Inside the memorial building are a series of marble tablets listing 10,000 Civil War veterans that served with Cuyahoga County regiments or were from Cuyahoga County.

 

Liberty at top of monument
Liberty at top of monument
Lincoln Bronze Relief representing the end of the Civil War.
Lincoln Bronze Relief representing the end of the Civil War.
Sumoflam with Bronze Relief of Emancipation
Sumoflam with Bronze Relief of Emancipation

Also in the building,  above the tablets, on the east and west walls are the bronze busts of officers who were killed in action. Above the north side door is the bust of General James Barnett, and above the south side door is Captain Levi T. Scofield. The foundation of the column centers the room. On each of the four sides are bronze relief statues portraying the Beginning of the War in Ohio, The Emancipation of the Slave, the Northern Ohio Soldiers’ Aid Society, Sanitary Commission, and Hospital Service Corps, and The End of the War.

One of a number of Stained Glass Windows as seen from inside the monument
One of a number of Stained Glass Windows as seen from inside the Soldiers’ and Sailors’ Monument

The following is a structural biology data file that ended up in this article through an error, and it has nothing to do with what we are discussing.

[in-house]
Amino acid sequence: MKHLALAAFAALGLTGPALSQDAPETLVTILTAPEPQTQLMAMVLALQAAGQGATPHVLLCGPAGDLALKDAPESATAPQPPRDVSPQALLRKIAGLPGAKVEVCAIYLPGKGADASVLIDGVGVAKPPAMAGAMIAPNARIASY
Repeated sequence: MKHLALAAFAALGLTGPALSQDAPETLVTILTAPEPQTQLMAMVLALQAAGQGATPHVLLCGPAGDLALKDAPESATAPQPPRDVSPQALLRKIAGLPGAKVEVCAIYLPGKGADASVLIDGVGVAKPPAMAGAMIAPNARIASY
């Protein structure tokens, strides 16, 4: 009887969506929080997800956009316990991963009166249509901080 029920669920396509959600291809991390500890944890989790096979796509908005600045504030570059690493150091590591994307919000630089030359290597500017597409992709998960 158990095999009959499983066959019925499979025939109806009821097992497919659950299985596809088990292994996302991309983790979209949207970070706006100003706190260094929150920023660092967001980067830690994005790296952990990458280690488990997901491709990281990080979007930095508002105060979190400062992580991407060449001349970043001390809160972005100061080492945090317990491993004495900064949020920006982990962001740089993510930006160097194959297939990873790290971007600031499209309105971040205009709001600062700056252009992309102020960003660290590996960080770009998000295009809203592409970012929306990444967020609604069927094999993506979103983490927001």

Another of the Stained Glass Windows in the monument
Another of the Stained Glass Windows in the monument
Sumoflam at the Fountain of Eternal Life
Sumoflam at the Fountain of Eternal Life

Just a couple of blocks from there is the Peace Memorial Statue. Better known as the Fountain of Eternal Life, and sometimes also called the War Memorial Fountain and Peace Arising from the Flames of War, this statue and fountain was designed by Cleveland Institute of Art graduate Marshall Fredericks and dedicated on May 30, 1964. The sculpture, which honors Cleveland residents who served, died, or were declared missing in military service, is situated on Veterans’ Memorial Plaza as part of the Cleveland Mall. The centerpiece is a 35-foot tall bronze figure representing a man escaping from the flames of war and reaching skyward for eternal peace. The bronze sphere from which the figure rises represents Earth. There are also four granite carvings, each representing the geographic civilizations of the world and these are placed around the sphere. The entire structure, including the base, is about 46 feet tall which ranks it as one of America’s 50 tallest statues.